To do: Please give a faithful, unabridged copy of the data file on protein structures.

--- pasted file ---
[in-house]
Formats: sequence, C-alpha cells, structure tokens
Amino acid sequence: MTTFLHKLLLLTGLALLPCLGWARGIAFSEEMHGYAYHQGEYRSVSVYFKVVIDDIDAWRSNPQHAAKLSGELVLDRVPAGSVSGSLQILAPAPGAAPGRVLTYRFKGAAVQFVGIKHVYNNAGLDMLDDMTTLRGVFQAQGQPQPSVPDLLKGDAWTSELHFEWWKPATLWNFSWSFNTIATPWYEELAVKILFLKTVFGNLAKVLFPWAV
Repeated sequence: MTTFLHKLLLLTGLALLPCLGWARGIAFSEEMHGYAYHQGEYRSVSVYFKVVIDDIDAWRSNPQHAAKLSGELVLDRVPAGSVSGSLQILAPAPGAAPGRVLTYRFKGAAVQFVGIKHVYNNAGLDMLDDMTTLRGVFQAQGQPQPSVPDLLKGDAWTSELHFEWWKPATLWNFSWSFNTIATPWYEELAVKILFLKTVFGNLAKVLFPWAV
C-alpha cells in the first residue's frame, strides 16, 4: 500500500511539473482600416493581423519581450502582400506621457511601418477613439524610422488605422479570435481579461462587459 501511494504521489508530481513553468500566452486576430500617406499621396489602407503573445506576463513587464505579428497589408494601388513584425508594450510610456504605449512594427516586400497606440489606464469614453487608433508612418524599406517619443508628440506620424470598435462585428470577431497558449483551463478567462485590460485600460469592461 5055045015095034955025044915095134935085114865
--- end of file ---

[in-house]
Formats: sequence, C-alpha cells, structure tokens
Amino acid sequence: MTTFLHKLLLLTGLALLPCLGWARGIAFSEEMHGYAYHQGEYRSVSVYFKVVIDDIDAWRSNPQHAAKLSGELVLDRVPAGSVSGSLQILAPAPGAAPGRVLTYRFKGAAVQFVGIKHVYNNAGLDMLDDMTTLRGVFQAQGQPQPSVPDLLKGDAWTSELHFEWWKPATLWNFSWSFNTIATPWYEELAVKILFLKTVFGNLAKVLFPWAV
Repeated sequence: MTTFLHKLLLLTGLALLPCLGWARGIAFSEEMHGYAYHQGEYRSVSVYFKVVIDDIDAWRSNPQHAAKLSGELVLDRVPAGSVSGSLQILAPAPGAAPGRVLTYRFKGAAVQFVGIKHVYNNAGLDMLDDMTTLRGVFQAQGQPQPSVPDLLKGDAWTSELHFEWWKPATLWNFSWSFNTIATPWYEELAVKILFLKTVFGNLAKVLFPWAV
C-alpha cells in the first residue's frame, strides 16, 4: 500500500511539473482600416493581423519581450502582400506621457511601418477613439524610422488605422479570435481579461462587459 501511494504521489508530481513553468500566452486576430500617406499621396489602407503573445506576463513587464505579428497589408494601388513584425508594450510610456504605449512594427516586400497606440489606464469614453487608433508612418524599406517619443508628440506620424470598435462585428470577431497558449483551463478567462485590460485600460469592461 5055045015095034955025044915095134935085114865